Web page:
A few thoughts about the recent clinic in Essex.
We gathered in the stable block and talked about the areas we wanted to work on either at the clinic (for those with horses there ) or at home for the auditors.
There were a variety of issues discussed:
getting more whoa
getting more go
desensitisation to nasal spray
bridling a slightly head shy horse
a competition horse who went over threshold at a dressage event due to horses round the arena approaching from the right side
a horse not interested in treats or training in hand in general
even the venues owners own horse who didn’t like the arena
Getting motivation was quite a key topic, making it worthwhile for the horse to want to target objects or to stand at stationary targets. Not to be stingy with the reward!
The first session was working on getting the horse to calmly target the target stick – all the participants had a history of using reward based training. It was therefore building on and refining what they were already doing.
The session on getting more whoa was interesting as the horse seemed very calm and most unlikely to be a “bolter”. I put bolt in brackets as true bolters I think are in an extreme state of fear and not just enthusiastic and strong out hacking. Sometimes we inadvertently cause them to get over aroused – excited, especially in the company of other horses.
Shawna worked on using the target to get the horse to move and then stopping and targeting – click and treat for the stop – then add rein cues to the process. The horse got a bit confused when the rider clicked as he was still looking to Shawna as the person with the treats.
At the end of the session the rein cue had begun to mean stop.
This same horse needed to be given a nasal spray, so the process of desensitisation was discussed and he got used to having his nostrils touched but there was more work to be done on another day.
The horse with bridling issues was the one with going forwards in the school issues. Shawna worked with the horse in the stable with the owner using a leather head collar at first, gradually introducing the noseband over the nose. Desensitising to the whole process, still more sessions needed to get it solid but the horse seemed less anxious about the bridle in the end.
Next into the arena with the same cob – the problem was the rider wanted more forward motion with out escalating pressure. Shawna had the horse moving towards a target pole and the rider clicked and treated for the slightest forward movement.
The horse with the anxiety issues when horses or people approached from a particular side was interesting. The owner said eyes had been checked but a few people thought there may have been a more physical issue than a purely behavioural one.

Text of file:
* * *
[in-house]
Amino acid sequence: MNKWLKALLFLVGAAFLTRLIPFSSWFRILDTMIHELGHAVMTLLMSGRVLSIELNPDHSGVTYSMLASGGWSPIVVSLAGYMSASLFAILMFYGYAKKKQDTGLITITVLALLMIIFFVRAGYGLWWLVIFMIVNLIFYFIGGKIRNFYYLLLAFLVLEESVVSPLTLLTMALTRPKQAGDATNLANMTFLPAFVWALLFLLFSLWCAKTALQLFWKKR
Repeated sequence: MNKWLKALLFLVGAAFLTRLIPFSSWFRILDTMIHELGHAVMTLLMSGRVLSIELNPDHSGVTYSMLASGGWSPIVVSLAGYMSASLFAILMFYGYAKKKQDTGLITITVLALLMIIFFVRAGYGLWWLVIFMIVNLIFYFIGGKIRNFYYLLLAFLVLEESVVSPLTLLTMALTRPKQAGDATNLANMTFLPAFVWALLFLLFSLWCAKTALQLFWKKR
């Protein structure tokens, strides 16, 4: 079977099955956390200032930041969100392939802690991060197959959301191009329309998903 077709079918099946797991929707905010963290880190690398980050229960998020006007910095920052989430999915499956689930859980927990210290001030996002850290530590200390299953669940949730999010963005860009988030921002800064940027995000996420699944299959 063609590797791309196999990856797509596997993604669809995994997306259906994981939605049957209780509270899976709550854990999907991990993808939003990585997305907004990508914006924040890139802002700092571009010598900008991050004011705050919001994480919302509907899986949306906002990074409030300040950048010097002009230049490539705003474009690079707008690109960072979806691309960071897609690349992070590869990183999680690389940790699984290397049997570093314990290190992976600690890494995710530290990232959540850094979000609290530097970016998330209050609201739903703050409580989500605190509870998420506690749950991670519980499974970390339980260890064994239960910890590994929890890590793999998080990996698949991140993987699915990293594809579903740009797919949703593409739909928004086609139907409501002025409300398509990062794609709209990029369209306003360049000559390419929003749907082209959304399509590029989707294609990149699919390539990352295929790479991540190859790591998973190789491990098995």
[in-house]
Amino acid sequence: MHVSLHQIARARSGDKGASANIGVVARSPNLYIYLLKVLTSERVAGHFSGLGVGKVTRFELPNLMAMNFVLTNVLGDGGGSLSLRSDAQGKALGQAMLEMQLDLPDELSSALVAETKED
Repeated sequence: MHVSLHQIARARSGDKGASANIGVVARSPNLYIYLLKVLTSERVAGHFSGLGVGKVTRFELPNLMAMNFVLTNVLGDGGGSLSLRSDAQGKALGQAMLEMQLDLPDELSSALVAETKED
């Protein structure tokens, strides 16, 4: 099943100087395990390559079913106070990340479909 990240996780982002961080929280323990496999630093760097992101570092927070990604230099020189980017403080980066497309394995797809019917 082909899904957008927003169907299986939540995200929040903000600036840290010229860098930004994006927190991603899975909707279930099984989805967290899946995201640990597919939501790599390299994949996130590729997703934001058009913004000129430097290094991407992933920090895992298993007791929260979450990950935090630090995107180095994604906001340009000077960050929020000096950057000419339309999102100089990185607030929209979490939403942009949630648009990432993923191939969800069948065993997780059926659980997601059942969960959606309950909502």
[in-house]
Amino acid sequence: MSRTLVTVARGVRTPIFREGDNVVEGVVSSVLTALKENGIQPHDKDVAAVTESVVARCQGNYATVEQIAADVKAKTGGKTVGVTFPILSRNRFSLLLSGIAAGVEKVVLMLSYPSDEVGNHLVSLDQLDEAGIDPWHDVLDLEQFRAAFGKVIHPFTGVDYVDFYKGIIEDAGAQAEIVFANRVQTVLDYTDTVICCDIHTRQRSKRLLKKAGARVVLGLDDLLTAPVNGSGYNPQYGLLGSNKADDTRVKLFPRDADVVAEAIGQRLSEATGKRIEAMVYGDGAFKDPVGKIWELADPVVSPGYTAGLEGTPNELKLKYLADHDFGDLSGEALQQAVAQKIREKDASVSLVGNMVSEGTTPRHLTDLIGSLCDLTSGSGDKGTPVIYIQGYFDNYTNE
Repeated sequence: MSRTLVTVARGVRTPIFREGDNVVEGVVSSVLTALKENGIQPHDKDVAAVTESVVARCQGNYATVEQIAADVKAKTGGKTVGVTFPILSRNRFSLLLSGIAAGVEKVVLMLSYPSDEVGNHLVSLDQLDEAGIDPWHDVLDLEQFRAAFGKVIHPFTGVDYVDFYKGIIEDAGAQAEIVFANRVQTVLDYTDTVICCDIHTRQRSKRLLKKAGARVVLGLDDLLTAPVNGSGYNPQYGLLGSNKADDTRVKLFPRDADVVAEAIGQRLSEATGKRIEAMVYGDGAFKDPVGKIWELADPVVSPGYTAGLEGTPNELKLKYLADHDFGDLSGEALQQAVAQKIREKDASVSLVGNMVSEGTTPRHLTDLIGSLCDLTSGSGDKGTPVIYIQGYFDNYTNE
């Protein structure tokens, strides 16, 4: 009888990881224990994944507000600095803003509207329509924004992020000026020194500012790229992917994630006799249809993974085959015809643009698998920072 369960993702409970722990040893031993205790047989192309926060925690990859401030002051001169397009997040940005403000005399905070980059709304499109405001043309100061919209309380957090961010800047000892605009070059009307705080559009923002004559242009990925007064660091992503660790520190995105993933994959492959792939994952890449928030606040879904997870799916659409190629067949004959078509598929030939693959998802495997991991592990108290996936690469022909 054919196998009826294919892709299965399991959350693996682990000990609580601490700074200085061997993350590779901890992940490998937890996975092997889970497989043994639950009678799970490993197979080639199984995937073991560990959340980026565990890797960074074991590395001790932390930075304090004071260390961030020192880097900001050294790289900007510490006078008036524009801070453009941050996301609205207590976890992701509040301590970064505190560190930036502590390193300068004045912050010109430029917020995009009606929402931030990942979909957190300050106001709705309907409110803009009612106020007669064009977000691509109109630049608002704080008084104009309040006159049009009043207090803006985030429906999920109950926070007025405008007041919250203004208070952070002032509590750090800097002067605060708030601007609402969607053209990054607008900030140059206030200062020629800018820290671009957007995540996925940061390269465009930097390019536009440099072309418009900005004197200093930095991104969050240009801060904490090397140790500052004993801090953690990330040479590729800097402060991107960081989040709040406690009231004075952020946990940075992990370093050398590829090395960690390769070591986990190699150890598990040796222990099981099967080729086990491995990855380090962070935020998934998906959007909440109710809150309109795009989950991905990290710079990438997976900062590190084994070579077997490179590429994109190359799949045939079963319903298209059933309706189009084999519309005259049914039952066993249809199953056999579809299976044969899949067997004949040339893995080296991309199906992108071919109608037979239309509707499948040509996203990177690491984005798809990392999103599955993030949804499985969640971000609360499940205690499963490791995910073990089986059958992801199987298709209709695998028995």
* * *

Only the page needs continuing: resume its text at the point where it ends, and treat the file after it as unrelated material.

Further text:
Shawna had the owner with the horse online on the good side to start taking him to the side of the arena were the audience was. Several people stood up and moved as the horse went by, not much reaction on the supposed good side Changed the rein and did the same thing – a bigger reaction on that side but not overly spooked.
Clicked and treated for any calmness as he passed people. The one person went outside the arena and stood on a chair, as the horse went by she waved her arms – and the horse did a major spook and looked quite panicky. He was rewarded for being calm – he did calm down quite quickly. A few more circuits with less extreme movement from the person the other side of the hedge, gradually resulting in the horse being calmer and calmer. This too was a form of desensitisation.
Then the resident horse who seems to dislike the arena. The target was used to get him calmly walking round the arena. Gradually getting him closer and closer to the scary corner!
Shawna seemed like a magnet for the horses and sometimes the owners had difficulty getting their horses attention back to them. Shawna did move from the horse area to the spectator area a few times, with lots of breaks for the horse in between chunks of training.
What I learned from day 1 – take things at the horses pace, don’t be a greedy trainer and ask too much or too soon. Give the horses time to process and calm down after a short session. Don’t be stingy with the rewards either, jackpot after a session and leave the horse with a good feeling. Timing is everything, click/bridge for the behaviour your want at exactly the time the behaviour occurs.
A few photos from the day are on Facebook – the rest are in a Photobox gallery.